In the free eBook published earlier today, we discuss ‘assignment’ clauses: a type of miscellaneous clause (or ‘boilerplate’) that prohibits the ‘sale and transfer’ or, more correctly, ‘sale and assignment’ of an agreement. This blog post is a paragraph of the eBook.
Many contracts will provide for a prohibition to assign the rights and obligations under the agreement. Normally, each party should be able to negotiate that the approval of the other party to an assignment will not be unreasonably withheld or delayed:
Assignment. No Party shall assign its rights or obligations under this Agreement in whole or in part, without the prior written approval of the other Party, which approval shall not be unreasonably withheld, conditioned or delayed.
In many cases, the parties would like to make an extra carve-out for intra-group restructurings of activities or the performance under the contract by an affiliate, whether for tax or other geographical reasons. This would be the typical example for the applicability of shall not be unreasonably withheld. However, contracting parties may seek more certainty. Uncertainty becomes particularly problematic when a party prepares a divestment of the business. Obviously, when the new investor in such business is a competitor of the customer, the latter’s refusal to unconditionally approve assignment is reasonable. In other cases, the parties want to be free to assign the agreement (i.e. the rights and related obligations) as part of a sale of the entire business to which such agreement relates. The uncertainty may be covered by a specific exception:
…, except that Seller may assign its rights and obligations under this Agreement in connection with a sale of all or a substantial part of its business to which such rights and obligations pertain.
The more complete version will also require a re-assignment in case of divestment of the Affiliated Company and have an additional provision:
Seller shall procure that an assignee Affiliate assigns back the assigned rights and obligations, immediately prior to such assignee ceasing to be an Affiliate of it.
The exception and related assign-back provision can, of course, accommodate both parties. Note, however, that there is a greater logic that a purchaser does not want to source from its competitors or from suppliers with a questionable background (e.g. suppliers obtaining products manufactured by children or in an environment-polluting way) than vice versa. Child labour or pollution of the environment are matters that a company would typically want to control upwards the product chain and not down.
In case of private equity and other leveraged transactions, the purchaser may need to be able to assign its rights (and obligations) freely under the share purchase agreement, in order to be able to obtain financing more easily. In such case, the seller would keep some control over the financing parts of the transaction by a restrictive assignment clause. The caveat that assignment shall not unreasonably be withheld or conditioned will give the seller at least the opportunity to review the financing obligations and analyse the potential consequences of an assignment of the rights (and obligations) under the share purchase agreement to the banks and other lenders involved. A relaxed assignment clause facilitating the purchaser would be as follows:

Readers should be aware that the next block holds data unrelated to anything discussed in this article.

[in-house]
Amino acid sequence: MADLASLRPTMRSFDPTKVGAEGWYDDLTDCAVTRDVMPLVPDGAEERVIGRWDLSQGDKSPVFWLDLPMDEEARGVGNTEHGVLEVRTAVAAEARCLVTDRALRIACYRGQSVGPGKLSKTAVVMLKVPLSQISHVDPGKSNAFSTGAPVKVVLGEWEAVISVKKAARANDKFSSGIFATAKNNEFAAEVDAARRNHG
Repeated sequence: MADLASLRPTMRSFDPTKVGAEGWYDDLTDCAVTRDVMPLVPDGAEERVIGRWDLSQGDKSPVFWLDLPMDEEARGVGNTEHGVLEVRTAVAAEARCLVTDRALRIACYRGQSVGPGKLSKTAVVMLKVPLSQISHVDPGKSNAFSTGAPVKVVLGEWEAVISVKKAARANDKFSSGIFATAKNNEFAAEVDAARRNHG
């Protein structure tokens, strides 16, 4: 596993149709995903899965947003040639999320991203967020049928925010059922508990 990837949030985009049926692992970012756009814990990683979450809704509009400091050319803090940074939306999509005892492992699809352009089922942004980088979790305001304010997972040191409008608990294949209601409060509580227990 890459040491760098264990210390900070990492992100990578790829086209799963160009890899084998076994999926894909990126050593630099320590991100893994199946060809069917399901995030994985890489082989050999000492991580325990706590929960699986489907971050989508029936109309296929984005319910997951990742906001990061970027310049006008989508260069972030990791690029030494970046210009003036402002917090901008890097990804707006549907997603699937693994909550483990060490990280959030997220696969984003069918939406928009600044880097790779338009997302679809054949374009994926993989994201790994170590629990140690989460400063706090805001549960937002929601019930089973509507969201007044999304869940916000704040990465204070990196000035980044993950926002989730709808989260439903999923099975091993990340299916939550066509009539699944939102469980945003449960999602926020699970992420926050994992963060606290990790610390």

Assignment. No Party may assign or transfer any of its rights or obligations under this Agreement without the prior written approval of the other Party, except that:
- each Party may assign any of its rights under this Agreement to its Affiliates; and
- Purchaser may assign any of its rights under this Agreement to any of its lenders or to any person acquiring all or substantially all of the rights or assets of Target after the Completion Date,
provided, however, that no such assignment shall relieve an assigning Party of its obligations under this Agreement. For the avoidance of doubt, Purchaser may grant security interests in its rights under this Agreement to its lenders.
Please note that an assignment clause does not relieve the parties to an assignment from fulfilling the requirements of the applicable law to such assigned rights and obligations. In order to give an assignment of rights its full effect (i.e. enforceability against the debtor and an obligation on the debtor to perform vis-à-vis the assignee only) most jurisdictions require a (written) assignment notice to the debtor. An assignment of obligations would usually be subject to the consent of the debtor although under English law a distinction is drawn between novation and the assignment of a contract; whereby the latter does not require consent although will only be effective so as to assign the ‘benefit’ and not the ‘burden’ of the contract.
 See Common Frame of Reference Section III.5.1 (Art. III. – 5:104 ff.) and compare the U.N. Convention on the Assignment of Receivables in International Trade (12 December 2004).